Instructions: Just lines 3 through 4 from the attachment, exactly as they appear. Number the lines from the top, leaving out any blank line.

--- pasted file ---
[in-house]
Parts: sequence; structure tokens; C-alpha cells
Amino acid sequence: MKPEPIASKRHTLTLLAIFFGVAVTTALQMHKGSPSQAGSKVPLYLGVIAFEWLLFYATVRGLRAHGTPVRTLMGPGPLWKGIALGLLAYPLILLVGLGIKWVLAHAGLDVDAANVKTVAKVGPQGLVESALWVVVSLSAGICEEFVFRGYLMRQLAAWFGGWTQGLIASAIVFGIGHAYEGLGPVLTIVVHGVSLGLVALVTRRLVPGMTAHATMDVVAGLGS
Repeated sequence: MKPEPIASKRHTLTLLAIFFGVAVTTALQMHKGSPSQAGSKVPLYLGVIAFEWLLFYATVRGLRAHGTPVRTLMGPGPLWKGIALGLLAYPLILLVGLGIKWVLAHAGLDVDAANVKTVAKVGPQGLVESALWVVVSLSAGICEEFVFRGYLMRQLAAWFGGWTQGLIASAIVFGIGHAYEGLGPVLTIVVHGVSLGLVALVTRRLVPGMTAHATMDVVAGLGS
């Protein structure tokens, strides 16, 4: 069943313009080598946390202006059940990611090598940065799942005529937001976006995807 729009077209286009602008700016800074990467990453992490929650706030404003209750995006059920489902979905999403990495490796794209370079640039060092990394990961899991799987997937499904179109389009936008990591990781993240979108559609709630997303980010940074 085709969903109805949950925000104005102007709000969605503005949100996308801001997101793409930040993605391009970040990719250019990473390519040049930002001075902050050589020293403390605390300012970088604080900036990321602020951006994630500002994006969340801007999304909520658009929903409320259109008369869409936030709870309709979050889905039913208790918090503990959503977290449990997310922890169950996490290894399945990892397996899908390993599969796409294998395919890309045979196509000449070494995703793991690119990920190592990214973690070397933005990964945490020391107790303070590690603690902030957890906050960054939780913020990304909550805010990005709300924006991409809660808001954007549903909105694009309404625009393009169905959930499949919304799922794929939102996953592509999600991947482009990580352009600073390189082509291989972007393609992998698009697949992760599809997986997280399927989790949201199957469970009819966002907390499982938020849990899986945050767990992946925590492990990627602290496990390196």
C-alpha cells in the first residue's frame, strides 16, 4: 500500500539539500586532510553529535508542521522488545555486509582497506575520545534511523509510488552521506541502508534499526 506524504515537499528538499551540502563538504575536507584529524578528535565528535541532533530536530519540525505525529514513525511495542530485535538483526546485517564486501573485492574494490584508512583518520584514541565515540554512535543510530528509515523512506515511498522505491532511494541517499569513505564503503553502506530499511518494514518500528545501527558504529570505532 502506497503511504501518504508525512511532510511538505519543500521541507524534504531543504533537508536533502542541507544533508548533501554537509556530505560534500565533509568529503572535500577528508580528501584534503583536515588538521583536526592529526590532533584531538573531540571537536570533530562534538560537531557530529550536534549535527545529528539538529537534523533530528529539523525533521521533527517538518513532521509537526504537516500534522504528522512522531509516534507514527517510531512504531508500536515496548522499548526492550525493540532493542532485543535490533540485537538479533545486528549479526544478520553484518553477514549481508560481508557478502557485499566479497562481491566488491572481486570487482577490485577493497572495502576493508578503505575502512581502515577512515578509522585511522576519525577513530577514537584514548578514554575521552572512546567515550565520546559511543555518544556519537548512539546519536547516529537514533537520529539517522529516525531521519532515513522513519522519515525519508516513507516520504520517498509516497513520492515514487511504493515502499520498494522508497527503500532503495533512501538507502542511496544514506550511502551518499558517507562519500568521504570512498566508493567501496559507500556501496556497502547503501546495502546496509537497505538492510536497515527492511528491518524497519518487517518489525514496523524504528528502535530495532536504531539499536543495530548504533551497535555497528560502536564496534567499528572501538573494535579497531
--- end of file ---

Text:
Amino acid sequence: MKPEPIASKRHTLTLLAIFFGVAVTTALQMHKGSPSQAGSKVPLYLGVIAFEWLLFYATVRGLRAHGTPVRTLMGPGPLWKGIALGLLAYPLILLVGLGIKWVLAHAGLDVDAANVKTVAKVGPQGLVESALWVVVSLSAGICEEFVFRGYLMRQLAAWFGGWTQGLIASAIVFGIGHAYEGLGPVLTIVVHGVSLGLVALVTRRLVPGMTAHATMDVVAGLGS
Repeated sequence: MKPEPIASKRHTLTLLAIFFGVAVTTALQMHKGSPSQAGSKVPLYLGVIAFEWLLFYATVRGLRAHGTPVRTLMGPGPLWKGIALGLLAYPLILLVGLGIKWVLAHAGLDVDAANVKTVAKVGPQGLVESALWVVVSLSAGICEEFVFRGYLMRQLAAWFGGWTQGLIASAIVFGIGHAYEGLGPVLTIVVHGVSLGLVALVTRRLVPGMTAHATMDVVAGLGS